Skip to main content

Second Israeli minister to visit Saudi Arabia within days

Planned trip comes amid warming ties between the two countries who are reportedly edging closer to establishing formal relations
Profile picture of Israeli minister Shlomo Karai (Wikimedia Commons)
Israeli minister for communications Shlomo Karhi (Wikimedia Commons)

A second Israeli minister is set to visit Saudi Arabia within days as the two countries reportedly edge closer to a deal establishing formal ties. 

Shlomo Karhi, Israel’s minister for communications, was scheduled to travel to Riyadh on Monday to represent Israel at the Universal Postal Union conference, which runs from Sunday to Thursday. 

According to the Times of Israel, Karhi is set to speak at the event.

The trip closely follows that of Haim Katz, Israel’s tourism minister, who on Tuesday became the first Israeli minister to visit Saudi Arabia in an official capacity. 

The United States for months has been leading efforts to broker a deal between Saudi Arabia and Israel that would see them establish diplomatic relations. 

Stay informed with MEE's newsletters

Sign up to get the latest alerts, insights and analysis, starting with Turkey Unpacked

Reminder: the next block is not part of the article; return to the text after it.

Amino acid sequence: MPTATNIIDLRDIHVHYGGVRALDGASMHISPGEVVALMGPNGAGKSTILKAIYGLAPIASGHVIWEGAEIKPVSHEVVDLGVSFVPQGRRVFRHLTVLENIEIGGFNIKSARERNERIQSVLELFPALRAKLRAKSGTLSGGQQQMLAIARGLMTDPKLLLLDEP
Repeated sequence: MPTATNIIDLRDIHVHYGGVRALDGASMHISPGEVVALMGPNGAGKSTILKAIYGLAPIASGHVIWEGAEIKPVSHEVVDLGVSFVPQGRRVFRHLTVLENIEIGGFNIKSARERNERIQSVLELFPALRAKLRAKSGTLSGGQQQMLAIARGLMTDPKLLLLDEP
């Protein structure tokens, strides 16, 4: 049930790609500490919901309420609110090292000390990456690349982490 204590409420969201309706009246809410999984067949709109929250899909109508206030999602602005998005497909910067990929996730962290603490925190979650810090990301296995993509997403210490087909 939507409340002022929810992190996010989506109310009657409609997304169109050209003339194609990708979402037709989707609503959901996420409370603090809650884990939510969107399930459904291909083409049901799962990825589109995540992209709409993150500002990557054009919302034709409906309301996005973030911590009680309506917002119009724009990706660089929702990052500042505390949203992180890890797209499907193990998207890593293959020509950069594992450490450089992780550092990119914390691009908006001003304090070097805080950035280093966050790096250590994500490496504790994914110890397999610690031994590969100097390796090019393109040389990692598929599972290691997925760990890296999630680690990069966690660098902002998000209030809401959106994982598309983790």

Saudi Arabia has never officially recognised Israel and has for decades conditioned such recognition on the establishment of a Palestinian state in the occupied West Bank and Gaza with East Jerusalem as the capital. 

Details of what the deal would include are still unclear, but a push to seek progress on ensuring the rights of Palestinians will likely be rejected by members of Prime Minister Benjamin Netanyahu’s ultra-nationalist government.

Saudi Arabia's de facto ruler Crown Prince Mohammed bin Salman spoke at length about the possible deal in a wide-ranging interview with Fox News last month. 

But during the discussion there was no mention of Palestinian statehood, civil and human rights, or any other specifics, raising concern for some Palestinians.

"For us, the Palestinian issue is very important. We need to solve that part," the crown prince said. "We hope that it will reach a place, that it will ease the life of the Palestinians and get Israel back as a player of the Middle East."

Palestinian political analyst Hani al-Masri told MEE the interview was "disturbing" and suggested the Saudi crown prince did not want to "commit himself to anything, and this reflects a great willingness for excessive flexibility and illegal bargaining".

Middle East Eye delivers independent and unrivalled coverage and analysis of the Middle East, North Africa and beyond. To learn more about republishing this content and the associated fees, please fill out this form. More about MEE can be found here.